One of Northern Ireland’s most successful businessmen, Lord Diljit Rana has announced a partnership between Cliftonville Football Club and the Cordia Football Academy from his native Punjab in India.

The collaboration, which commences in October 2019, will see a group of young players from The Cordia Football Academy, of which Lord Rana is the Chairman, come to Belfast to train with Cliftonville FC’s youth academy in a bid to share skills, brush up on their game and make new friends.

As one of Northern Ireland’s most successful entrepreneurs, Lord Diljit Rana is a world-renowned expert when it comes to harnessing teamwork to achieve success. Having arrived in Belfast in the early 1960s, through hard work and dedication, he has built a vast hospitality business empire from humble beginnings in a small city centre café.

Founder of Andras Hotels, Belfast’s largest hotel group, which includes the Holiday Inn, Holiday Inn Express, Crowne Plaza, two Ibis Hotels and Hampton by Hilton, he has had a lifelong commitment to providing opportunities and helping young people fulfil their full potential.

In his latest philanthropic project, Lord Rana plans to bring young people from both Northern Ireland and India together through a shared love of football.

Lord Rana personally established this renowned football academy in July 2017 at the Cordia Education Campus near his former childhood home at Sanghol, Punjab, India.

The Academy is committed to training young people to become professional football players by enrolling them in unique training programs and providing International coaching experience.

Lord Rana will help bring a group of under-14 students from the Cordia Football Academy to Belfast in October 2019 to attend Cliftonville Football Club’s youth academy. Here the students will observe the facilities, interact with local players, play friendly matches and enjoy the local culture.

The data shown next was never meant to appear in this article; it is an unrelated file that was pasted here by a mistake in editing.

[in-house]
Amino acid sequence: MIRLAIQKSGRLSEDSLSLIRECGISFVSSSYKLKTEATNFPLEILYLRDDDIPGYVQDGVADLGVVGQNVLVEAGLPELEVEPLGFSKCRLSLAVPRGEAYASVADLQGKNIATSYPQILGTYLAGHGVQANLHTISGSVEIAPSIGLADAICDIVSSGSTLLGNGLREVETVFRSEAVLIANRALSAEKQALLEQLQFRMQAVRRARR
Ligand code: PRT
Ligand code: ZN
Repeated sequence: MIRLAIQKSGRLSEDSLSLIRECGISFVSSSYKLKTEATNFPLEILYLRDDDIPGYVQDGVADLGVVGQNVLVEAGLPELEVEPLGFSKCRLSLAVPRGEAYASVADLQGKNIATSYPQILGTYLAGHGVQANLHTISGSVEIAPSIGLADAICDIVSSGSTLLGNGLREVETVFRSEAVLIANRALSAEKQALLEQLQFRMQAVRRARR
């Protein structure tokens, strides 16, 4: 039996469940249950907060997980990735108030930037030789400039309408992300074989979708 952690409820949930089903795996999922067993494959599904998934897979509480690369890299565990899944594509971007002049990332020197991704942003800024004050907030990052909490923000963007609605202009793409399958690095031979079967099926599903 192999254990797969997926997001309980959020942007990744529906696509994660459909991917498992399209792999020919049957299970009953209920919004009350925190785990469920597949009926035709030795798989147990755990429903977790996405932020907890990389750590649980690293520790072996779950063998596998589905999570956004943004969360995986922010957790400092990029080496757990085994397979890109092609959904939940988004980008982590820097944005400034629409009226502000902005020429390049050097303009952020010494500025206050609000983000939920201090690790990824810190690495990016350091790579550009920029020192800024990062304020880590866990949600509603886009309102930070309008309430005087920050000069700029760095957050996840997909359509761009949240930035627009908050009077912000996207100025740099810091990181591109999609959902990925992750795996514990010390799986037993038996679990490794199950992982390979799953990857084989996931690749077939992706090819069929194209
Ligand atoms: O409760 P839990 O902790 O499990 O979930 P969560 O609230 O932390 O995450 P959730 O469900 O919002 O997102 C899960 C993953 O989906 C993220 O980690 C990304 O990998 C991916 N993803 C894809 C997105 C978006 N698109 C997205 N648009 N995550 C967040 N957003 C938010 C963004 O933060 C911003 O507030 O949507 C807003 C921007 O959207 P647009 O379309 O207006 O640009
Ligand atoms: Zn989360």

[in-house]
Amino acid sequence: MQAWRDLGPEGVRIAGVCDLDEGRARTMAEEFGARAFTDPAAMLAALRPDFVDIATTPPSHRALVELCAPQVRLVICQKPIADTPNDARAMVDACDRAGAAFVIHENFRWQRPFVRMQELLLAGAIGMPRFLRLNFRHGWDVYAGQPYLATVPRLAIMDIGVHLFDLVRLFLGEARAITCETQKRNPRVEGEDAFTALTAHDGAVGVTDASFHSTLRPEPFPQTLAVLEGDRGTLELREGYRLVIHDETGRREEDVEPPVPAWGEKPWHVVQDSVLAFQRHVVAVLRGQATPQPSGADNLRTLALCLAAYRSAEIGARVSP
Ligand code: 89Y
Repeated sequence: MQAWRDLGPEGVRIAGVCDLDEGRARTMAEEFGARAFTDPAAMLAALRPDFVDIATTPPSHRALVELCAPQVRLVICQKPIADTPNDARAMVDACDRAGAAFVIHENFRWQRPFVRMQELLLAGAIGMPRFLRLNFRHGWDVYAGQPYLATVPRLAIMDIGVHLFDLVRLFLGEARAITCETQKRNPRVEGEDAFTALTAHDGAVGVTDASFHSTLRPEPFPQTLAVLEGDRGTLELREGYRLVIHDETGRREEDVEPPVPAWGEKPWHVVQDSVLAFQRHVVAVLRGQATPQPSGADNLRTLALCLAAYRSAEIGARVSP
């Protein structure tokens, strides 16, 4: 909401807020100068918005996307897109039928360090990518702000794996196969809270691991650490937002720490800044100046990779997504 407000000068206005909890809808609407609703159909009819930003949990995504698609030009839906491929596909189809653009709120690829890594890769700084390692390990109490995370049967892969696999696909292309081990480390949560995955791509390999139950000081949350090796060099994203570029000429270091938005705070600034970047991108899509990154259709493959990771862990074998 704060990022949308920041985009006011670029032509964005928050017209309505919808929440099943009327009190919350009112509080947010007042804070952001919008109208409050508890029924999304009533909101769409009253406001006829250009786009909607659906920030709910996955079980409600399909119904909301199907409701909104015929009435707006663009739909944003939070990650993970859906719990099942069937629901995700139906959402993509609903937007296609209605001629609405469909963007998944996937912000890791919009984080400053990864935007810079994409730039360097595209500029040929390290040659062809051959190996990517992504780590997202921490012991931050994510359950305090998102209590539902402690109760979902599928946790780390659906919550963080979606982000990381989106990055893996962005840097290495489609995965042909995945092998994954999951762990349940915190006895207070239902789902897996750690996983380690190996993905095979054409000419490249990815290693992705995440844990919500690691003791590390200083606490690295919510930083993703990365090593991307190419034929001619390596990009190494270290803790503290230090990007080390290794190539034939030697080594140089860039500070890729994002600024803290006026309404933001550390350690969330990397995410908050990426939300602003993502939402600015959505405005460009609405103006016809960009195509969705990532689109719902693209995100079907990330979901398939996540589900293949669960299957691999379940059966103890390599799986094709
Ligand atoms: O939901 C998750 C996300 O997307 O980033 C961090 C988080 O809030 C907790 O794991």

Lord Rana said: “I am delighted to be working with Cliftonville FC given the club’s longstanding, respected status and its great work with local youth. I try to practice the sentiment of the city of Belfast’s motto, Pro tanto quid retribuamus, (In return for so much, what shall we give back?).

“I set up the Cordia Academy to help identify talented young sportspeople and give them the best chance of success. We open access by offering scholarships to young people from low-income families. I know personally that if an individual has the drive and talent and is given the right opportunities, they will flourish regardless of their starting point.

“I have applied this theory both internationally, and here in Northern Ireland through the charitable trust I set up over 27 years ago to build cross-community contacts and promote business opportunities between Northern Ireland and India.

“My observation over many years is regardless of where in the world they live; people are all fundamentally the same. They need support, and they need someone to believe in their dreams and to provide the right facilities and training to help achieve them.

“Those basic human requirements are the same, whether you are from Belfast or the Punjab. I believe bringing these young people together through the game will be educational, culturally-enriching and will broaden the minds and horizons of all taking part. This project will foster teamwork and encourage self-belief and build global connections for the future.”

Founded in 2000, Cliftonville’s Academy has 300 players mixed-sex players in various age groups, looked after by 60 coaching staff and volunteers.

Speaking about the dynamic new international partnership with Lord Rana’s organization, Cliftonville Chairman Gerard Lawlor said, “We are delighted to be working together with the Cordia Football Academy in the development of young football talent. We are really looking forward to their visit to Belfast in October. Such partnerships will continue to foster the unique friendships and opportunities football can give.”

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